This Conn 6M is the most desirable version, with the VIII stamp on the neck, and the entire saxophone is in excellent condition. It is all original – including neck, pads, original lacquer, and original case. The pads are completely done and you’ll have to overhaul this to play your first note on it. It would be hard to find a better overhaul candidate. Usually there’s at least one resolder, but the only thing I can see that has ever happened to this alto is a small dent removed from the back of the bow which is now nearly invisible.

    The neck is gorgeous, body tube, bow, and bell are all dent free and beautiful. The engraving really pops on this horn, and the lacquer has a luster that you don’t always see. The reason this Conn 6M alto is in such great condition, is that the original owner bought it in early 1942, (just before Conn stopped producing saxophones to start making alitmeters for the war effort), and then he enlisted and went off to war. When he came back, he bought a Conn 10M tenor saxophone  and played that instead. The 10M is in nearly as good condition, though it’s not original lacquer like this alto is.

    Conn 6M altos are amazingly consistent from horn to horn. Just get it properly overhauled, and it will be a really lively, projecting, room-filling lead alto that sails over a band with ease. There’s nothing like a Conn in full song. Plus, as you may know, the keywork layout on the 6M is very comfortable and fast under the fingers. In an alternate universe where Conn kept making saxophones during WWII and Selmer stopped making saxophones to fight the Nazis, Conn’s keywork design would have become what you see on all modern saxophones. It’s that good. I prefer Conns to Selmers on alto, generally speaking, and my favorites are these pre-war 6M’s. They’re just so fun to play. The horn comes alive in your hands, the body tube vibrates in response to the sound, and there really is no limit to the amount of sound you can get out when pushed. People come in the shop and play the Conns, and they are regularly blown away.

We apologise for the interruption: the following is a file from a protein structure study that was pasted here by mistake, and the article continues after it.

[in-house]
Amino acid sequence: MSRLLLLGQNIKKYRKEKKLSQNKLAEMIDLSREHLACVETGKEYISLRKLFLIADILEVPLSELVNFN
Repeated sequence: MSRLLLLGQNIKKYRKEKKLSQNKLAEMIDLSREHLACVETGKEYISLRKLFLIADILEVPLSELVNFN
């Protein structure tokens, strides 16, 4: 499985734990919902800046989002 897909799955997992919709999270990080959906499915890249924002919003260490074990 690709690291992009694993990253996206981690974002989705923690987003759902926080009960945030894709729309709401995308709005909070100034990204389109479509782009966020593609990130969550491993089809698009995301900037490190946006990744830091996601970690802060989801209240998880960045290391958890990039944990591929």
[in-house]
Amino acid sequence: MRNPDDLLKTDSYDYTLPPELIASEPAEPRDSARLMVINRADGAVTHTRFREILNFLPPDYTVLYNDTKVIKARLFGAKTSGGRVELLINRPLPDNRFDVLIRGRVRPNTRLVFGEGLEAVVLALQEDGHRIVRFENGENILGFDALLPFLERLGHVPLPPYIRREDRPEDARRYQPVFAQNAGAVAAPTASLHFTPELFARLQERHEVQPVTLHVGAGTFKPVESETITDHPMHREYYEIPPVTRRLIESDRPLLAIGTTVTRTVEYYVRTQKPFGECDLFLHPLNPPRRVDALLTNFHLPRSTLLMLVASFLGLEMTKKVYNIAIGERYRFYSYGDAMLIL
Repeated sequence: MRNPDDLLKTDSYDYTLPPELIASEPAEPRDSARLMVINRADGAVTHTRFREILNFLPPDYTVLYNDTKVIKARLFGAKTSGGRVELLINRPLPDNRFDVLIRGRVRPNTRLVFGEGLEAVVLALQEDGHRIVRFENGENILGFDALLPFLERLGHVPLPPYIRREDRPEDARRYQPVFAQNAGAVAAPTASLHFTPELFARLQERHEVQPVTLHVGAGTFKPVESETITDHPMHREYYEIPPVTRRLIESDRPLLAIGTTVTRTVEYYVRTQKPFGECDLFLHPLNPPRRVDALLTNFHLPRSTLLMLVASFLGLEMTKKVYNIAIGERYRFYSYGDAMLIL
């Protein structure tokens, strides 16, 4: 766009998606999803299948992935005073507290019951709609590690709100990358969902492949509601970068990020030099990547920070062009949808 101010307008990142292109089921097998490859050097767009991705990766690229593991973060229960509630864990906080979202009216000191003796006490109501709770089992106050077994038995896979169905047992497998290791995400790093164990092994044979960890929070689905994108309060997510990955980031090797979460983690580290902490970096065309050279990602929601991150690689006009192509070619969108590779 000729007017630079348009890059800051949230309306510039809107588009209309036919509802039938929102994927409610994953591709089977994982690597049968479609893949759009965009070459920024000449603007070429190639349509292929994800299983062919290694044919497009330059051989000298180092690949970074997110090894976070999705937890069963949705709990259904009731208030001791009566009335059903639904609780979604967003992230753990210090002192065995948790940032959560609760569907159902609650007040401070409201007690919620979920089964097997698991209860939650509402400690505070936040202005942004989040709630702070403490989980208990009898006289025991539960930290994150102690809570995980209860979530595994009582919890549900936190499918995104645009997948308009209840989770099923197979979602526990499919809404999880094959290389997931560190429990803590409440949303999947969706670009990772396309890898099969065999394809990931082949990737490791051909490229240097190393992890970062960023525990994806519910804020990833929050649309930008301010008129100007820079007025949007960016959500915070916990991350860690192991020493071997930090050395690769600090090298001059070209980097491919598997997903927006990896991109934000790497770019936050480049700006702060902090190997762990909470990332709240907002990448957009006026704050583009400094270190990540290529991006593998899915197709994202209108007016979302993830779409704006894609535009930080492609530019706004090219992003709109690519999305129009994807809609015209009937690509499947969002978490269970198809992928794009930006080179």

I have some other, very similar altos right now that also come with the full overhaul / restoration included in the price. You can see the selection of Conns available here. There are also some in other finishes like silver plate or even gold plate.

    Just for fun, here’s Marshal Royal and the Basie Band (all of whom used Conns) playing a ballad on his 6M. 

  • Conn 6M VIII Alto Saxophone Pre-War Original Lacquer Very Good Condition Plays Well 294775

    $ 1,950

    This pre-war (from the American perspective, meaning prior to the government order than restricted the manufacture of musical instruments along with anything else made out of brass) Conn 6M was built in 1941, and is the desirable “VIII” version, with the VIII stamp on both the body and neck.  

    It is in very good physical condition with original lacquer, no dents, and no major or minor past repairs or resolders, with the exception of a repaired dent on the bowguard, which is visible in the photos.  It has what appears to be a recent repad, or perhaps an old repad that wasn’t played much after it was done, and Conn Res-o-pads were used. It plays well with a big voice, and although to my professionally-obligated-to-be-picky tastes it is not quite as astoundingly slick under the fingers at these feel when they have been overhauled as the best repairers can do, it is definitely playable as-is and will beat the pants off of most any challenger, especially modern imports that cost a lot more and give you a lot less than this fine example of vintage American saxophone craftsmanship.  

    Oddly, the lacquer on the neck is more worn than the rest of the horn- although physically the neck is in immaculate condition with no dents or past pulldowns.  In the past when I have seen this the culprit is usually a homemade neck bag that was lacquer-unfriendly, or perhaps the owner had a habit during rests to hold the horn with the neck in his hand.  Given the lack of wear elsewhere on the horn, I’d guess a neck bag was the culprit here, although I can’t be certain. But again, though the lacquer itself is mostly gone from the neck (and the neck alone), the neck tube is flawless and there are no signs of past repairs of any kind.